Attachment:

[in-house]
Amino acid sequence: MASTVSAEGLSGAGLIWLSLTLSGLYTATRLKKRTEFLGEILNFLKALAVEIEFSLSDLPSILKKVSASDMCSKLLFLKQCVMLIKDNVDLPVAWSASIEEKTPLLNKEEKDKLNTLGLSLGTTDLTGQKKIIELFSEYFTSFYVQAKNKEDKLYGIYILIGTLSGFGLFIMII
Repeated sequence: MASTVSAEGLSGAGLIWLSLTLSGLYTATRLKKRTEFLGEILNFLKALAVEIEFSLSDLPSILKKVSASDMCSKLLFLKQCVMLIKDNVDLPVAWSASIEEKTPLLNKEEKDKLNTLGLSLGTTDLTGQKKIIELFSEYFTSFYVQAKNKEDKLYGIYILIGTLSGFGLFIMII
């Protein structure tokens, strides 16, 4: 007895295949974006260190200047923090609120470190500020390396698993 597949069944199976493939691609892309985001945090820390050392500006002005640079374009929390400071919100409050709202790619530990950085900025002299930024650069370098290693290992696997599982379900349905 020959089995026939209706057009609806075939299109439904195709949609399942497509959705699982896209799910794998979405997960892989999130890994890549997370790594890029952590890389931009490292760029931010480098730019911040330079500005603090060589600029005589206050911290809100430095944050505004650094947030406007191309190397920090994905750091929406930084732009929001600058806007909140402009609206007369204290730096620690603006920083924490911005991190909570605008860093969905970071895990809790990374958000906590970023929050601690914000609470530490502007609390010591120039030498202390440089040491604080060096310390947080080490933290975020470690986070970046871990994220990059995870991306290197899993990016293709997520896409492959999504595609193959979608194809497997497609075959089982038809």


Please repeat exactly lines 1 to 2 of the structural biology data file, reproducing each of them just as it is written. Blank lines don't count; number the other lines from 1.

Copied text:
[in-house]
Amino acid sequence: MASTVSAEGLSGAGLIWLSLTLSGLYTATRLKKRTEFLGEILNFLKALAVEIEFSLSDLPSILKKVSASDMCSKLLFLKQCVMLIKDNVDLPVAWSASIEEKTPLLNKEEKDKLNTLGLSLGTTDLTGQKKIIELFSEYFTSFYVQAKNKEDKLYGIYILIGTLSGFGLFIMII